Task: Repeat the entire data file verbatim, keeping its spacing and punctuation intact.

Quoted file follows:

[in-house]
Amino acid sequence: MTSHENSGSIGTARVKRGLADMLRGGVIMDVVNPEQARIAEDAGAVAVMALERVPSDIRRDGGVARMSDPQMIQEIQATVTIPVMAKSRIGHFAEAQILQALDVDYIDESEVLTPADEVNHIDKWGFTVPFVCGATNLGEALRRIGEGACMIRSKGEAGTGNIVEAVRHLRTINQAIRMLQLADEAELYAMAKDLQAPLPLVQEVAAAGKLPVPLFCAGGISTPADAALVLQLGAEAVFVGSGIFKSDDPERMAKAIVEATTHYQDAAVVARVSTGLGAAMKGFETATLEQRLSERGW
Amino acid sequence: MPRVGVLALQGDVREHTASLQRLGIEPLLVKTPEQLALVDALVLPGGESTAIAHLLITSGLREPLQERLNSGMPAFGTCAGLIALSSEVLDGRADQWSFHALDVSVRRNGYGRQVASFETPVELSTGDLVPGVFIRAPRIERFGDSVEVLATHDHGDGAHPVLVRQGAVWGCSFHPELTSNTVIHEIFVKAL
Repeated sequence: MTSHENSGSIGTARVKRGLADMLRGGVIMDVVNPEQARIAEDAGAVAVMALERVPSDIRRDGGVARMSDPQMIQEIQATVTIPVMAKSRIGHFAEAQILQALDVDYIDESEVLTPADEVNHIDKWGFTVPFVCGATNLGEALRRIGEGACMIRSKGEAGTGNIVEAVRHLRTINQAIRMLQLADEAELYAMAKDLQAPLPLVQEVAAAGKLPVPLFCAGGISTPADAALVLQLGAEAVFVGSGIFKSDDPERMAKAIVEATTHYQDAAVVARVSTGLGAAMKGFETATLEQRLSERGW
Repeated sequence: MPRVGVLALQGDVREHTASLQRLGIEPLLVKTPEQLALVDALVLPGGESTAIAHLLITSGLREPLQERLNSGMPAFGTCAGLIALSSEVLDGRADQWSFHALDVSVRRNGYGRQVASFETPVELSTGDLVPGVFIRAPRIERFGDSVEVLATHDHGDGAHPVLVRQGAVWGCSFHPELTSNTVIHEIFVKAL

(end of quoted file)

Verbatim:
[in-house]
Amino acid sequence: MTSHENSGSIGTARVKRGLADMLRGGVIMDVVNPEQARIAEDAGAVAVMALERVPSDIRRDGGVARMSDPQMIQEIQATVTIPVMAKSRIGHFAEAQILQALDVDYIDESEVLTPADEVNHIDKWGFTVPFVCGATNLGEALRRIGEGACMIRSKGEAGTGNIVEAVRHLRTINQAIRMLQLADEAELYAMAKDLQAPLPLVQEVAAAGKLPVPLFCAGGISTPADAALVLQLGAEAVFVGSGIFKSDDPERMAKAIVEATTHYQDAAVVARVSTGLGAAMKGFETATLEQRLSERGW
Amino acid sequence: MPRVGVLALQGDVREHTASLQRLGIEPLLVKTPEQLALVDALVLPGGESTAIAHLLITSGLREPLQERLNSGMPAFGTCAGLIALSSEVLDGRADQWSFHALDVSVRRNGYGRQVASFETPVELSTGDLVPGVFIRAPRIERFGDSVEVLATHDHGDGAHPVLVRQGAVWGCSFHPELTSNTVIHEIFVKAL
Repeated sequence: MTSHENSGSIGTARVKRGLADMLRGGVIMDVVNPEQARIAEDAGAVAVMALERVPSDIRRDGGVARMSDPQMIQEIQATVTIPVMAKSRIGHFAEAQILQALDVDYIDESEVLTPADEVNHIDKWGFTVPFVCGATNLGEALRRIGEGACMIRSKGEAGTGNIVEAVRHLRTINQAIRMLQLADEAELYAMAKDLQAPLPLVQEVAAAGKLPVPLFCAGGISTPADAALVLQLGAEAVFVGSGIFKSDDPERMAKAIVEATTHYQDAAVVARVSTGLGAAMKGFETATLEQRLSERGW
Repeated sequence: MPRVGVLALQGDVREHTASLQRLGIEPLLVKTPEQLALVDALVLPGGESTAIAHLLITSGLREPLQERLNSGMPAFGTCAGLIALSSEVLDGRADQWSFHALDVSVRRNGYGRQVASFETPVELSTGDLVPGVFIRAPRIERFGDSVEVLATHDHGDGAHPVLVRQGAVWGCSFHPELTSNTVIHEIFVKAL